For decades, the Gas & Fuel Corporation of Victoria, through their retail shops, offered low quality, low performance gas heaters at a discount to customers to entice them to take up gas and use lots of it at their properties.
After privatisation, the Gas & Fuel’s network of High St shops was taken over by Origin Energy, which continued to offer subsidised gas appliances to Victorians.
At the same time, customers within the existing gas supply footprint and beyond (such as in new estates or new towns supplied by gas) have been offered discounts on appliances or free appliances to connect up and use their gas.
The electricity industry, meanwhile, charges a customer a considerable amount of money for a grid connection. In the case of a home a fair distance from the distribution network, the fee to connect can be in the tens of thousands of dollars.
What the Gas & Fuel Corporation, and later Origin, were actually doing was encouraging people to get off electricity for gas, reducing demand for electricity and therefore its profitability.
Many people do not realise that the gas supply industry is in competition with the electricity supply industry – at the moment, even more so than with home solar (though watch this space, as it is rapidly changing). And because the companies controlling much of these three industries are intertwined, there doesn’t seem to be much concern about the situation or interest in considering the competitive aspects and opportunities.
The best opportunity for growth and security in the electricity retail, generation and distribution business would be to take a leaf out of the gas industry’s book and start opening electricity industry retail stores to promote the switch from gas to electricity. Given that it is 2014, perhaps these stores could be setup predominately online with a limited retail presence – a bit like computer company Apple’s approach to retail.
Such stores would promote the purchase and installation of electrical appliances, such as induction cooktops, heat pump hot water units, and reverse cycle air-conditioning for heating; all of which can replace gas appliances. They’d also offer very good interest-free or low interest loan arrangements to customers who chose to contract for long periods of time, securing their business.
With this kind of opportunity to lock-in customers (in a friendly, no-interest loan way) and avoid customer churn, businesses would be able to spend time on growth rather than maintaining the merry-go-round farce of mobile customers who switch from retailer to retailer adding a significant cost to the bottom line borne by all customers as unnecessarily higher rates.
This opportunity is not as compelling for all distributors and retailers. For example, in Victoria (where gas has the highest level of penetration) SP Ausnet, United Energy and Jemena all distribute gas and electricity. That leaves Citipower/Powercor as the one network business that could significantly benefit, without being internally conflicted by actively promoting a switch from gas to all electric homes.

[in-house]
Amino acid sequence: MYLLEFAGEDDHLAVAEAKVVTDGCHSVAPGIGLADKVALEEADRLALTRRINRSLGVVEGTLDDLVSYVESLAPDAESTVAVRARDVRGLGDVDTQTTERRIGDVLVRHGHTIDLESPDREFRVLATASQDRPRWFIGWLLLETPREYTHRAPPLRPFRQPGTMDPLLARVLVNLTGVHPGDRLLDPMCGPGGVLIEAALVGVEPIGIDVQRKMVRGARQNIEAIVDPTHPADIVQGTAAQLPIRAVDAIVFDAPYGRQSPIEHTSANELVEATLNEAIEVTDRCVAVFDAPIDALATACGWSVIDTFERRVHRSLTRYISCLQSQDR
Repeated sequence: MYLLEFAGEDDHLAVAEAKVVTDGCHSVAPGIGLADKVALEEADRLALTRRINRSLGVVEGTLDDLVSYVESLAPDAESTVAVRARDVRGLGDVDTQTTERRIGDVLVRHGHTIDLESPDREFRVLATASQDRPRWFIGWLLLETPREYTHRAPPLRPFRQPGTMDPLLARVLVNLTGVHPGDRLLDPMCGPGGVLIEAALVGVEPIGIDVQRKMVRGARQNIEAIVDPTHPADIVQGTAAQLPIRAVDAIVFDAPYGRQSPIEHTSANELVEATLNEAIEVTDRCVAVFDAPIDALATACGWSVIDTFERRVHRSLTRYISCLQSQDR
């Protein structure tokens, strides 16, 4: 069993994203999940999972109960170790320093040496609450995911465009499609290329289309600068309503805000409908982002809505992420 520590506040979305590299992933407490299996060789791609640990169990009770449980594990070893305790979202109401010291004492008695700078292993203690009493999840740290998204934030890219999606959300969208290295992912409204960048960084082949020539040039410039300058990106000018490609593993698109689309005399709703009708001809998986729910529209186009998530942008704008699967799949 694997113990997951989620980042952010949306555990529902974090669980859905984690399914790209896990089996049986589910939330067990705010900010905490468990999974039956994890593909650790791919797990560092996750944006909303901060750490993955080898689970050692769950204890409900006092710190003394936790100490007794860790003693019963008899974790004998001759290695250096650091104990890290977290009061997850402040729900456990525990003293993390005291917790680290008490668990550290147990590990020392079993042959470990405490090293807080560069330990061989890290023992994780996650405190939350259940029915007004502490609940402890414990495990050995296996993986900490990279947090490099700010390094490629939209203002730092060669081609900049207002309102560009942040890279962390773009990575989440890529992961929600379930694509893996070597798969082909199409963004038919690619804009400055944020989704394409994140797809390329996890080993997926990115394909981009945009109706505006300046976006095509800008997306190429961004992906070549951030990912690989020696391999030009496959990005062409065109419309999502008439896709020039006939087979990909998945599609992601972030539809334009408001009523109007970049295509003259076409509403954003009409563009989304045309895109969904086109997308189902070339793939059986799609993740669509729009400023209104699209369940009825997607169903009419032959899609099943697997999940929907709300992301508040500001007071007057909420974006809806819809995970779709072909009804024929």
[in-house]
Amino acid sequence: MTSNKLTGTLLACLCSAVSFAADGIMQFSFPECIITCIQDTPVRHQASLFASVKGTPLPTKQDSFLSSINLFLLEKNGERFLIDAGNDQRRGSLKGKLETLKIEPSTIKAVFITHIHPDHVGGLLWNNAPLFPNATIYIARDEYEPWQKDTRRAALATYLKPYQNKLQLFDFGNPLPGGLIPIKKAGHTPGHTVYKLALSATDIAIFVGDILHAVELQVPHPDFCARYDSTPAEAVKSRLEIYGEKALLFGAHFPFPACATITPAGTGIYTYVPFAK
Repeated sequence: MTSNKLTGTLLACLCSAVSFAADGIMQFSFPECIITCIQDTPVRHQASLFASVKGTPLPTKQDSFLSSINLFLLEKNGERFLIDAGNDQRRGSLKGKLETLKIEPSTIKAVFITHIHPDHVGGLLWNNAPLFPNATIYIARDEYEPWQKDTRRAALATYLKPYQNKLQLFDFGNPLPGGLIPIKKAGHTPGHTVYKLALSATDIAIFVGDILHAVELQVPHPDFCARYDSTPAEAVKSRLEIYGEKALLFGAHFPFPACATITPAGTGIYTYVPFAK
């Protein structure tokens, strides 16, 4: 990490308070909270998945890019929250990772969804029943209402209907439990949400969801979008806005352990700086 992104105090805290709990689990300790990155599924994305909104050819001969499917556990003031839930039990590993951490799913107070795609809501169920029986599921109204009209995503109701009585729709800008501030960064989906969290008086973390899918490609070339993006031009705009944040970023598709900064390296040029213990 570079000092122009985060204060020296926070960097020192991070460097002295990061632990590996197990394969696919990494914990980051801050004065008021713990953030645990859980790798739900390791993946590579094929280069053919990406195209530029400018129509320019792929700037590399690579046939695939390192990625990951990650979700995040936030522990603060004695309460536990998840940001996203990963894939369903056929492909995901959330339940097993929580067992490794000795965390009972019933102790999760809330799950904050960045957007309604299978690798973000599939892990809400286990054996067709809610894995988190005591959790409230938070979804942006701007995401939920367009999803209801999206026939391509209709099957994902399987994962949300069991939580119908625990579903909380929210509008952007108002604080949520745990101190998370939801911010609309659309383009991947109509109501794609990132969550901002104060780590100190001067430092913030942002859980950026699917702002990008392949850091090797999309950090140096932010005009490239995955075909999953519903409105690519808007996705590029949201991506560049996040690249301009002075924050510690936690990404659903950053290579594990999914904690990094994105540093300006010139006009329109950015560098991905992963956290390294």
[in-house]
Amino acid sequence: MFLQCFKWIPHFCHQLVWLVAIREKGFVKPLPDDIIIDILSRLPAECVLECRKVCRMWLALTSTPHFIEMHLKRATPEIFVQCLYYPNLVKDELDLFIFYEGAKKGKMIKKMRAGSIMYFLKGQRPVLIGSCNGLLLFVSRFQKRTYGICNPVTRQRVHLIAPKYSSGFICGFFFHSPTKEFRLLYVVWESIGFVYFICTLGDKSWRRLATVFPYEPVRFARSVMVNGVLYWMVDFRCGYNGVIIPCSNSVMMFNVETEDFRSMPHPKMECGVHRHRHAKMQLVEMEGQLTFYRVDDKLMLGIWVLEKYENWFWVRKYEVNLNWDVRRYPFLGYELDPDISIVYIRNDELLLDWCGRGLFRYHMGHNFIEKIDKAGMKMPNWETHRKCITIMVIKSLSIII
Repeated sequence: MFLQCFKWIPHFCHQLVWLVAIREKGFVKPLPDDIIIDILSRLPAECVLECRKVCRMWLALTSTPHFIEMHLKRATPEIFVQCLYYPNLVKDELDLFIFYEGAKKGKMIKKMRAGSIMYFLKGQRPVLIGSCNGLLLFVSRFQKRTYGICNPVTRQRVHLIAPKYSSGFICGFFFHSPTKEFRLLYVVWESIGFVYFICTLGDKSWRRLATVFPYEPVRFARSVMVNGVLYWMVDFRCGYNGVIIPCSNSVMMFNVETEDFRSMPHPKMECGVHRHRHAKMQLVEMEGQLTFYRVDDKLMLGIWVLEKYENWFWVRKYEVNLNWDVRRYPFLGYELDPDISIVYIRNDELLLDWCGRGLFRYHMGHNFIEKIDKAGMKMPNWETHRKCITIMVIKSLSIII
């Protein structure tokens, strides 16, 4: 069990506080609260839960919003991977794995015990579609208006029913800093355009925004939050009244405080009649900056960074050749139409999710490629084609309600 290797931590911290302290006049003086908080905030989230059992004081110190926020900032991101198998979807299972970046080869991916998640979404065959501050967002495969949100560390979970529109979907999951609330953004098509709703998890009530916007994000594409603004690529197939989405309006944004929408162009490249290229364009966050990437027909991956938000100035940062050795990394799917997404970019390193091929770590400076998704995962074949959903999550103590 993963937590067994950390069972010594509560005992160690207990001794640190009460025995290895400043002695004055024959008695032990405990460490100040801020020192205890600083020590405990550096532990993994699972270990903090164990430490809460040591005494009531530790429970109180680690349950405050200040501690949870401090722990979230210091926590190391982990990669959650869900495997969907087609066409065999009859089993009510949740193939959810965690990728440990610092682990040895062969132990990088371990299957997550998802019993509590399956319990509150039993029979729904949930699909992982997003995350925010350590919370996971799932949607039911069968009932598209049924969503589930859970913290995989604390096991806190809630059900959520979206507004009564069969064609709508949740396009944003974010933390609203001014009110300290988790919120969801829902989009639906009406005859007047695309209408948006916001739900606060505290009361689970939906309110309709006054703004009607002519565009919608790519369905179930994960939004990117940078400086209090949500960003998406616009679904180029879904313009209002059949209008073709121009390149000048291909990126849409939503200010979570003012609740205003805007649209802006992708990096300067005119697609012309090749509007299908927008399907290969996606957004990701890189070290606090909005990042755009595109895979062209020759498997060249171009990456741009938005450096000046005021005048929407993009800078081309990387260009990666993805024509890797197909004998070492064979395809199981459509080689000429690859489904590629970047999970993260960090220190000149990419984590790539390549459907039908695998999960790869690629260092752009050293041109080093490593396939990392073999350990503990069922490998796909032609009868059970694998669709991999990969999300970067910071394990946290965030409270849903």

On the retail side, Origin, AGL and Energy Australia are all heavily invested in the supply and sale of gas to retail customers. Their main competitors – like Powershop, Momentum and Diamond Energy – mostly only sell electricity, putting them in a prime position to start a business securing customers through supplying them with efficient electrical appliances, similar to a mobile phone purchase plan.
This practice has been going on for a long time in Japan, where all the major utilities promote “All-Electric Houses” and compete head to head with the gas industry for that additional business. Safety, economics, modernity and simplicity are the selling points in the market.
The move from dual fuel gas and electric houses to all-electric houses across Japan saw the average customers revenue rise by almost double, with dual fuel sales at 3,500kWh ( $1050) compared to all-electric homes at 6500kWh ($1950).
Now there is a huge opportunity for a companies like Powershop, Momentum and Diamond Energy to add an online all-electric homes store to their website in addition to their retail power business, backed with finance from a third party or their deep-pocketed owners.
The same can be said for the soon-to-be market entrant, Pacific Hydro retail. An electric home appliance plan offering from them, marketed through their superannuation and other member networks, could build a solid base for their business, reducing the substantial risk of customer churn which is currently borne by all the other smaller electricity retailers.
The days for gas are numbered (read death-spiral), but there is a carcass to be picked over and those in the electricity industry who get in first and offer smart financing arrangements will have the most successful and profitable businesses avoiding the (electricity) death spiral via a more loyal customer base and diversified revenue streams through appliance retailing, servicing and longer term profitable power agreements.